Shawn Wong is the author of American Knees and the award-winning Homebase.
He is also the co-editor and editor of six Asian American and American multicultural literary anthologies including the pioneering anthology Aiiieeeee! An Anthology of Asian American Writers, The Big Aiiieeeee! An Anthology of Chinese America and Japanese America in Literature, and Literary Mosaic: Asian American Literature (HarperCollins, 1995).
He is the co-editor of Before Columbus Foundation Fiction/Poetry Anthology: Selections from the American Book Awards, 1980-1990, and two volumes of contemporary American multicultural poetry and fiction (W. W. Norton, 1992).
The film version of American Knees is currently being produced by Celestial Pictures and Starz Productions.
AAP: So, which story of yours appears in Charlie Chan Is Dead 2?
SW: "Eye Contact"
AAP: How would you describe your story to people thinking about reading it?
SW: My story explores Asian male and female relationships, stereotypes, and racial and sexual identities.
AAP: What are some of the other projects you're currently working on?
SW: I'm at work on my third novel which is about how people communicate through various forms such as fashion, letter writing, gardening, as well as ancient forms of communication. It's also about being an Asian American in the global community.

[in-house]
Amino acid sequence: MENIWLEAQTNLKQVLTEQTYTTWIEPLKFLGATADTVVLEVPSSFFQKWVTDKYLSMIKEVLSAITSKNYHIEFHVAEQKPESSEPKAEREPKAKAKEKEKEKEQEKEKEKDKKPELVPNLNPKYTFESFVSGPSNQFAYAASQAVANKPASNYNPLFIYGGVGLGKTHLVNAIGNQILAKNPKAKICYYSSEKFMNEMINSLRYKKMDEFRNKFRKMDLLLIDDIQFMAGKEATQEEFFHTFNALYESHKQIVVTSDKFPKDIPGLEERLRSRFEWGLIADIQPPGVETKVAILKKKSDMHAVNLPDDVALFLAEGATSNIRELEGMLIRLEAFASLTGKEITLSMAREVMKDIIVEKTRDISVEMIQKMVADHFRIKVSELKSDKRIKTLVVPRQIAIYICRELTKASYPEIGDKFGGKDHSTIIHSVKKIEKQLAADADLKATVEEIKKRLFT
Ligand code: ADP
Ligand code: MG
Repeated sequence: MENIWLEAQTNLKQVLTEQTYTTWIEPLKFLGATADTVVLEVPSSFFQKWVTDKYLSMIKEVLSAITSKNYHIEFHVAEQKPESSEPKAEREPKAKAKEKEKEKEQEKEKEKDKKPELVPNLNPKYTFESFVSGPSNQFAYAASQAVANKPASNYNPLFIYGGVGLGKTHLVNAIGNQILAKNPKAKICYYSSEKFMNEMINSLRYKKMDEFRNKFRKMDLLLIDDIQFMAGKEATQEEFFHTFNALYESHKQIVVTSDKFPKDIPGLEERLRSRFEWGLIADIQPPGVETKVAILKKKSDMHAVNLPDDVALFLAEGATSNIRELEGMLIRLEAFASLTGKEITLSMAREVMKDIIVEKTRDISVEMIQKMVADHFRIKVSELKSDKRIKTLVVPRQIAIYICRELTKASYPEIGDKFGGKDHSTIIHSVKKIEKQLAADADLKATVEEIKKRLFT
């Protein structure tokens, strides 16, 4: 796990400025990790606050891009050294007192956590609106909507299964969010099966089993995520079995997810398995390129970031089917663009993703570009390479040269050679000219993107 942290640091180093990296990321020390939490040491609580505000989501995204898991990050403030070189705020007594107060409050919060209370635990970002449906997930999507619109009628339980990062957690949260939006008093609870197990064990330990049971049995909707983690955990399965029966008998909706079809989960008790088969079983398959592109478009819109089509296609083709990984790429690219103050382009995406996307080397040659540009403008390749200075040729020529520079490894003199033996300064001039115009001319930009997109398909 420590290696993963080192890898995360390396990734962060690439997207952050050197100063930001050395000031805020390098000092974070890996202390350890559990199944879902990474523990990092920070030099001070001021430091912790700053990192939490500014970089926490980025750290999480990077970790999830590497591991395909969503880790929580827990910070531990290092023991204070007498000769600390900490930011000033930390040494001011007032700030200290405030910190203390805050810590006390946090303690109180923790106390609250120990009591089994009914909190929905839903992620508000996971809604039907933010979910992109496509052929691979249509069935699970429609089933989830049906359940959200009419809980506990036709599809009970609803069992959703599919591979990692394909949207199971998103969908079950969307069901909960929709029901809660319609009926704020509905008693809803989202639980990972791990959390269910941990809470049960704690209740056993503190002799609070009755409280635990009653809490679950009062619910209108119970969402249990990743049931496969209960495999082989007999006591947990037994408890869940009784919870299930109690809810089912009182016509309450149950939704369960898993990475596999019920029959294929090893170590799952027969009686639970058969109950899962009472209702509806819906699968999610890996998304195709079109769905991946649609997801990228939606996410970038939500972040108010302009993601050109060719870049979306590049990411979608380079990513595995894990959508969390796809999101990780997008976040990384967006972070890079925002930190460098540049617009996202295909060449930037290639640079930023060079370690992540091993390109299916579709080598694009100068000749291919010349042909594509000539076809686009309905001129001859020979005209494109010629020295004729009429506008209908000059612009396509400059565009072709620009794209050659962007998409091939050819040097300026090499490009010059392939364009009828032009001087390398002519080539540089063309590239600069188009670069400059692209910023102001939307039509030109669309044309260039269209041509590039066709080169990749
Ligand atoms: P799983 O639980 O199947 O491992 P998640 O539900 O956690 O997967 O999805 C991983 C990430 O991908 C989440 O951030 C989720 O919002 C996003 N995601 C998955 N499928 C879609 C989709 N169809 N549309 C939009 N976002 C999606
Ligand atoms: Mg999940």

AAP: How long have you been writing?
SW: I've been writing for 36 years, or since I was 18 yrs old.
AAP: What got your started in writing?
SW: I started writing poetry first. The first poems were "gifts" for friends. I also wrote about my family.
AAP: What are some of your favorite themes to work with?
SW: I like exploring relationships and right now I'm writing about travel.
AAP: What has been your biggest challenge as a writer?
SW: My biggest challenge is writing. It's never easy and I always try to give myself the hardest possible assignments for new projects.
AAP: How has your community responded to your work?
SW: The Asian community and other communities have responded very, very well to my work. My work is used in Asian American studies classes, English classes, as well as other places.
AAP: Has your family been supportive of your writing?
SW: Yes, most definitely.
AAP: What do you look for most in your own writing?
AAP: Who are some of your favorite writers?
SW: My mentor in college was the writer, Kay Boyle. I like the works of Ishmael Reed, Edna O'Brien, Frank Chin, Jeffery Chan, Lawson Inada, Timothy Mo, Jessica Hagedorn, and many, many more.
AAP: Do you have any advice for younger writers?
SW: Write everyday.